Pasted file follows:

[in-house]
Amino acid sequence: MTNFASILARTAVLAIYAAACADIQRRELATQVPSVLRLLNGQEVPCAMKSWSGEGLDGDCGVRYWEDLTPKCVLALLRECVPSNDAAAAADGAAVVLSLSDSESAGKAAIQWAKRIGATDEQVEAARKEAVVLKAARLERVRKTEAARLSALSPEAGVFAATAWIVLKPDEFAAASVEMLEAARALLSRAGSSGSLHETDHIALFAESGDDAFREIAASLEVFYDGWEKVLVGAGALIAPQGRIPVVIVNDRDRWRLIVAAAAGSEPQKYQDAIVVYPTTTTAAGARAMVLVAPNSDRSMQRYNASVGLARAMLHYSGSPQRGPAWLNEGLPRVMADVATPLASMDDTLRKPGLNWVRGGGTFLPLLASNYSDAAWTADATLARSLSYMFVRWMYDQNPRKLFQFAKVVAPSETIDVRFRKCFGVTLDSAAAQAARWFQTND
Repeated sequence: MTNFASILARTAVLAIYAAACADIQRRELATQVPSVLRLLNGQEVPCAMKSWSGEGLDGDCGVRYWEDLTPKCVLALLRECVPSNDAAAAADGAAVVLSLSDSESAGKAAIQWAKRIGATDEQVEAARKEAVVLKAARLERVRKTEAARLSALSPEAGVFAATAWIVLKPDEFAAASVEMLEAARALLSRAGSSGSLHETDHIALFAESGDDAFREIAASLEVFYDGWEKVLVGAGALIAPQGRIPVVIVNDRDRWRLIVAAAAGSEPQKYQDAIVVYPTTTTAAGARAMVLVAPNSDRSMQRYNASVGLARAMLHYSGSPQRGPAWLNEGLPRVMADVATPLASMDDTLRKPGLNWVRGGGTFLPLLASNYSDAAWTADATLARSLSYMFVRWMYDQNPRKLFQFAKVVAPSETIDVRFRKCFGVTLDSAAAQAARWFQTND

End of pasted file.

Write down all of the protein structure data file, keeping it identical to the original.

[in-house]
Amino acid sequence: MTNFASILARTAVLAIYAAACADIQRRELATQVPSVLRLLNGQEVPCAMKSWSGEGLDGDCGVRYWEDLTPKCVLALLRECVPSNDAAAAADGAAVVLSLSDSESAGKAAIQWAKRIGATDEQVEAARKEAVVLKAARLERVRKTEAARLSALSPEAGVFAATAWIVLKPDEFAAASVEMLEAARALLSRAGSSGSLHETDHIALFAESGDDAFREIAASLEVFYDGWEKVLVGAGALIAPQGRIPVVIVNDRDRWRLIVAAAAGSEPQKYQDAIVVYPTTTTAAGARAMVLVAPNSDRSMQRYNASVGLARAMLHYSGSPQRGPAWLNEGLPRVMADVATPLASMDDTLRKPGLNWVRGGGTFLPLLASNYSDAAWTADATLARSLSYMFVRWMYDQNPRKLFQFAKVVAPSETIDVRFRKCFGVTLDSAAAQAARWFQTND
Repeated sequence: MTNFASILARTAVLAIYAAACADIQRRELATQVPSVLRLLNGQEVPCAMKSWSGEGLDGDCGVRYWEDLTPKCVLALLRECVPSNDAAAAADGAAVVLSLSDSESAGKAAIQWAKRIGATDEQVEAARKEAVVLKAARLERVRKTEAARLSALSPEAGVFAATAWIVLKPDEFAAASVEMLEAARALLSRAGSSGSLHETDHIALFAESGDDAFREIAASLEVFYDGWEKVLVGAGALIAPQGRIPVVIVNDRDRWRLIVAAAAGSEPQKYQDAIVVYPTTTTAAGARAMVLVAPNSDRSMQRYNASVGLARAMLHYSGSPQRGPAWLNEGLPRVMADVATPLASMDDTLRKPGLNWVRGGGTFLPLLASNYSDAAWTADATLARSLSYMFVRWMYDQNPRKLFQFAKVVAPSETIDVRFRKCFGVTLDSAAAQAARWFQTND